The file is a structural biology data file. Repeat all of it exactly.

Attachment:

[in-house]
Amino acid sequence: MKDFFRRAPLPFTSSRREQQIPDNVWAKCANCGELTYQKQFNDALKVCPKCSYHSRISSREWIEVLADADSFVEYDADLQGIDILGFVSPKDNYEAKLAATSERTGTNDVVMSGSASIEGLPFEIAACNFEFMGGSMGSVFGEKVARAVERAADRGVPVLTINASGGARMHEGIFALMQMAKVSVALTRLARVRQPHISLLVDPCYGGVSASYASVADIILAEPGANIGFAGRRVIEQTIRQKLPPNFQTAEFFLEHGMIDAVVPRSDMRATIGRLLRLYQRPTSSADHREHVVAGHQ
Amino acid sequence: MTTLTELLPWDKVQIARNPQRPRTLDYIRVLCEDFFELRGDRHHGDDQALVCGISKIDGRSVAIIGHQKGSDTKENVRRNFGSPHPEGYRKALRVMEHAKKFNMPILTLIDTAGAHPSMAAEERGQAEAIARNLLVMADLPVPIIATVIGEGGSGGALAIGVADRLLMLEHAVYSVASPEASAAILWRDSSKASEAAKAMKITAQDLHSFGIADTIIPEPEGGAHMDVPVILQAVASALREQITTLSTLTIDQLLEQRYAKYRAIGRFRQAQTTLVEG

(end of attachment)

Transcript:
[in-house]
Amino acid sequence: MKDFFRRAPLPFTSSRREQQIPDNVWAKCANCGELTYQKQFNDALKVCPKCSYHSRISSREWIEVLADADSFVEYDADLQGIDILGFVSPKDNYEAKLAATSERTGTNDVVMSGSASIEGLPFEIAACNFEFMGGSMGSVFGEKVARAVERAADRGVPVLTINASGGARMHEGIFALMQMAKVSVALTRLARVRQPHISLLVDPCYGGVSASYASVADIILAEPGANIGFAGRRVIEQTIRQKLPPNFQTAEFFLEHGMIDAVVPRSDMRATIGRLLRLYQRPTSSADHREHVVAGHQ
Amino acid sequence: MTTLTELLPWDKVQIARNPQRPRTLDYIRVLCEDFFELRGDRHHGDDQALVCGISKIDGRSVAIIGHQKGSDTKENVRRNFGSPHPEGYRKALRVMEHAKKFNMPILTLIDTAGAHPSMAAEERGQAEAIARNLLVMADLPVPIIATVIGEGGSGGALAIGVADRLLMLEHAVYSVASPEASAAILWRDSSKASEAAKAMKITAQDLHSFGIADTIIPEPEGGAHMDVPVILQAVASALREQITTLSTLTIDQLLEQRYAKYRAIGRFRQAQTTLVEG